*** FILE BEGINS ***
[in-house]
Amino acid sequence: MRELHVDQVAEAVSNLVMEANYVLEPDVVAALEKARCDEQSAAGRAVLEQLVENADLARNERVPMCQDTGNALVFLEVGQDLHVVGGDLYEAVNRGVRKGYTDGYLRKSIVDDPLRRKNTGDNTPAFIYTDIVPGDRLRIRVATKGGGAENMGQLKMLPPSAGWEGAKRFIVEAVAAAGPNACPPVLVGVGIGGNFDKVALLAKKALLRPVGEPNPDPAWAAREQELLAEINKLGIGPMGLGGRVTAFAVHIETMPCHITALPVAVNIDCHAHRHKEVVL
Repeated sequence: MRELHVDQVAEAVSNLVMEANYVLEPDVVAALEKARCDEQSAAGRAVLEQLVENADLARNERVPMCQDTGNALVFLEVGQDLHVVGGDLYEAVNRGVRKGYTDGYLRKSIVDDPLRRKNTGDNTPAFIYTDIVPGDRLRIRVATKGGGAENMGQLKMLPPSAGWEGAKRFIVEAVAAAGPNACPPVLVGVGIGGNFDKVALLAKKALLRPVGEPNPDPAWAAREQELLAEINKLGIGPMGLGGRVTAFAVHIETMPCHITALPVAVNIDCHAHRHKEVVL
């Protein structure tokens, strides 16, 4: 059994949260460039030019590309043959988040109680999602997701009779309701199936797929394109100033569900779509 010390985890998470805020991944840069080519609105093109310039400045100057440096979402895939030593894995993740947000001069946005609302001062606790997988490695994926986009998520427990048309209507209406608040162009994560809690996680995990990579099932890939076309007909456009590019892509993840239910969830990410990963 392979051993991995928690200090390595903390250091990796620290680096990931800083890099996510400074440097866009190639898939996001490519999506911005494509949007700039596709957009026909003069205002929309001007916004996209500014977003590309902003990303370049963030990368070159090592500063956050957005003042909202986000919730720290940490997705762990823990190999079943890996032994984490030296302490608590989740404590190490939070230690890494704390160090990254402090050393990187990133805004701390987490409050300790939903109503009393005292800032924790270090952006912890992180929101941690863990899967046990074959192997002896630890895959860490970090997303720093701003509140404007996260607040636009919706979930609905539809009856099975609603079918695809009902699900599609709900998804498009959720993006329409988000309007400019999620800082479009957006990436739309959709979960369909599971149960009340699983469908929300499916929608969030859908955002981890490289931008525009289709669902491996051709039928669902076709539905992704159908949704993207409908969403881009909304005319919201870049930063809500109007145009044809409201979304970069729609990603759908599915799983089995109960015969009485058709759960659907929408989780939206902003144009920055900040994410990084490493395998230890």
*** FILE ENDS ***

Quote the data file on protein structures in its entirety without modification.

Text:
[in-house]
Amino acid sequence: MRELHVDQVAEAVSNLVMEANYVLEPDVVAALEKARCDEQSAAGRAVLEQLVENADLARNERVPMCQDTGNALVFLEVGQDLHVVGGDLYEAVNRGVRKGYTDGYLRKSIVDDPLRRKNTGDNTPAFIYTDIVPGDRLRIRVATKGGGAENMGQLKMLPPSAGWEGAKRFIVEAVAAAGPNACPPVLVGVGIGGNFDKVALLAKKALLRPVGEPNPDPAWAAREQELLAEINKLGIGPMGLGGRVTAFAVHIETMPCHITALPVAVNIDCHAHRHKEVVL
Repeated sequence: MRELHVDQVAEAVSNLVMEANYVLEPDVVAALEKARCDEQSAAGRAVLEQLVENADLARNERVPMCQDTGNALVFLEVGQDLHVVGGDLYEAVNRGVRKGYTDGYLRKSIVDDPLRRKNTGDNTPAFIYTDIVPGDRLRIRVATKGGGAENMGQLKMLPPSAGWEGAKRFIVEAVAAAGPNACPPVLVGVGIGGNFDKVALLAKKALLRPVGEPNPDPAWAAREQELLAEINKLGIGPMGLGGRVTAFAVHIETMPCHITALPVAVNIDCHAHRHKEVVL
């Protein structure tokens, strides 16, 4: 059994949260460039030019590309043959988040109680999602997701009779309701199936797929394109100033569900779509 010390985890998470805020991944840069080519609105093109310039400045100057440096979402895939030593894995993740947000001069946005609302001062606790997988490695994926986009998520427990048309209507209406608040162009994560809690996680995990990579099932890939076309007909456009590019892509993840239910969830990410990963 392979051993991995928690200090390595903390250091990796620290680096990931800083890099996510400074440097866009190639898939996001490519999506911005494509949007700039596709957009026909003069205002929309001007916004996209500014977003590309902003990303370049963030990368070159090592500063956050957005003042909202986000919730720290940490997705762990823990190999079943890996032994984490030296302490608590989740404590190490939070230690890494704390160090990254402090050393990187990133805004701390987490409050300790939903109503009393005292800032924790270090952006912890992180929101941690863990899967046990074959192997002896630890895959860490970090997303720093701003509140404007996260607040636009919706979930609905539809009856099975609603079918695809009902699900599609709900998804498009959720993006329409988000309007400019999620800082479009957006990436739309959709979960369909599971149960009340699983469908929300499916929608969030859908955002981890490289931008525009289709669902491996051709039928669902076709539905992704159908949704993207409908969403881009909304005319919201870049930063809500109007145009044809409201979304970069729609990603759908599915799983089995109960015969009485058709759960659907929408989780939206902003144009920055900040994410990084490493395998230890």